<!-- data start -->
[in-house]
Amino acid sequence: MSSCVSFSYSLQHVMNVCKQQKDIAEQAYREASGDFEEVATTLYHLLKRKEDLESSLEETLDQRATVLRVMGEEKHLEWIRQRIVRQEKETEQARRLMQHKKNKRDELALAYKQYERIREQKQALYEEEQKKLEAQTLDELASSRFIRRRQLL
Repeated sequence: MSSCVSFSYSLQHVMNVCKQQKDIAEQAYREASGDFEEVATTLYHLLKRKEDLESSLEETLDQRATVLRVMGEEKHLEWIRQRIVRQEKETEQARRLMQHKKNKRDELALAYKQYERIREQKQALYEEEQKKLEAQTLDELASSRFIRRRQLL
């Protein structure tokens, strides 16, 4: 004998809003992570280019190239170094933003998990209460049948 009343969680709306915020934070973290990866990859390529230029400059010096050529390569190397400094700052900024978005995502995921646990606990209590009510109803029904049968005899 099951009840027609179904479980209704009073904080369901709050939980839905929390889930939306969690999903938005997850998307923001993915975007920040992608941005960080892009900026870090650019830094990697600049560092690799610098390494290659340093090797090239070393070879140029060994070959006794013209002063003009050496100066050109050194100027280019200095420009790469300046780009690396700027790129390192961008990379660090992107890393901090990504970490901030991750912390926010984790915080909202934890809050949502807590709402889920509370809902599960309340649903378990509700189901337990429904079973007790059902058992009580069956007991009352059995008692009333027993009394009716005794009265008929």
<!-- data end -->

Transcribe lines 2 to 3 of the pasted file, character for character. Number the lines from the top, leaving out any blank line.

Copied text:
Amino acid sequence: MSSCVSFSYSLQHVMNVCKQQKDIAEQAYREASGDFEEVATTLYHLLKRKEDLESSLEETLDQRATVLRVMGEEKHLEWIRQRIVRQEKETEQARRLMQHKKNKRDELALAYKQYERIREQKQALYEEEQKKLEAQTLDELASSRFIRRRQLL
Repeated sequence: MSSCVSFSYSLQHVMNVCKQQKDIAEQAYREASGDFEEVATTLYHLLKRKEDLESSLEETLDQRATVLRVMGEEKHLEWIRQRIVRQEKETEQARRLMQHKKNKRDELALAYKQYERIREQKQALYEEEQKKLEAQTLDELASSRFIRRRQLL